Contemporary Bhujodi sarees from Kutch (Kachch), that replicate in cotton what was once woven by weavers (Vankars), on woollen shawls, blankets (dhabado) and turbans (pagdi). 

"Kachchhi weavers traditionally come from the Marwada and Maheswari communities. The Maheshwaris transitioned into the art of mashroo, while the Marwada style is now well known as Kachchhi weaving. This community is versatile, crafting woven textiles, leather and woodwork all over Kachchh. Weavers are closely linked socioeconomically with their local clients, the Ahirs, Rajputs, and Rabaris. Each weaver was once personally linked with a Rabari family, who would supply yarn from sheep and goats. Farming communities like Ahirs cultivated kala cotton, which produced woven textiles for shoulder cloths and headgear.” - Source: Khamir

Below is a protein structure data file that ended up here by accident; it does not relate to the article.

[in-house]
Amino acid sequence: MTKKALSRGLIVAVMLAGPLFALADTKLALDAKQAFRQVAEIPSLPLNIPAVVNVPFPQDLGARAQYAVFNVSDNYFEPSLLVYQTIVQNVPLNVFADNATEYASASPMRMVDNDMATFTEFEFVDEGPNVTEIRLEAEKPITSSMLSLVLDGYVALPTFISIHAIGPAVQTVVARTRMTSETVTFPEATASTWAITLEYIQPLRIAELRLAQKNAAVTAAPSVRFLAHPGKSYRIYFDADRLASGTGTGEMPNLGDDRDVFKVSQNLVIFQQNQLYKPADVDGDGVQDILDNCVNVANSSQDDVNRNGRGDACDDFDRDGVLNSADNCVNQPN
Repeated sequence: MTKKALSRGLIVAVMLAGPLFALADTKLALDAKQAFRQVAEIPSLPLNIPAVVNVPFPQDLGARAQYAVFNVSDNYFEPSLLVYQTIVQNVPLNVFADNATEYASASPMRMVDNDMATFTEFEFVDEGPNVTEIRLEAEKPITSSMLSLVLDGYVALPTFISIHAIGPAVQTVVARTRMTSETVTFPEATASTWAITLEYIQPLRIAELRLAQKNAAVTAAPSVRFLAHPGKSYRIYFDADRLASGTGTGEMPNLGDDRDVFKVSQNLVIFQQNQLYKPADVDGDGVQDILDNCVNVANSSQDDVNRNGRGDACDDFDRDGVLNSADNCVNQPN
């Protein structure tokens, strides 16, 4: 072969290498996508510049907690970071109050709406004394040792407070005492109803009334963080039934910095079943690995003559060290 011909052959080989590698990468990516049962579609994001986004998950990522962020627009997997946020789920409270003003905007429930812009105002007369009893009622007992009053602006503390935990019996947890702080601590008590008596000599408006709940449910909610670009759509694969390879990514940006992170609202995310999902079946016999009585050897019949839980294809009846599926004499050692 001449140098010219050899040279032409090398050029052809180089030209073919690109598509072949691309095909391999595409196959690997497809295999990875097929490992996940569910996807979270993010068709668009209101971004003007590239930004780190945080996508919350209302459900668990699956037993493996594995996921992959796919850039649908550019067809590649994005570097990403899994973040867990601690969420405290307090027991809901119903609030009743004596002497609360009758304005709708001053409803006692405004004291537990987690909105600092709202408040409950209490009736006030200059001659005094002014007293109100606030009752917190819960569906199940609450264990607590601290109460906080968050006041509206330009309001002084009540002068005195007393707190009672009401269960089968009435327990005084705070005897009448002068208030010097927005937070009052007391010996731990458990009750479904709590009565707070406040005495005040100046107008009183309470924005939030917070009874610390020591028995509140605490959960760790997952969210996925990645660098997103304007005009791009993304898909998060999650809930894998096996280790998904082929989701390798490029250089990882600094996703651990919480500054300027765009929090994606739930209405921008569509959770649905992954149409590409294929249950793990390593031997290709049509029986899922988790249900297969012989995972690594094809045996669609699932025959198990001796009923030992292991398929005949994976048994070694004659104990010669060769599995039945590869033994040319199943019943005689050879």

Kala cotton is organic cotton grown in Kutch’s arid landscape, without the use of any pesticides or synthetic fertilisers, and is purely a rain-fed crop. Yarn is hand spun on the Ambar Charkha. It is said to be the original old-world cotton of India, that encourages sustainable cotton production.


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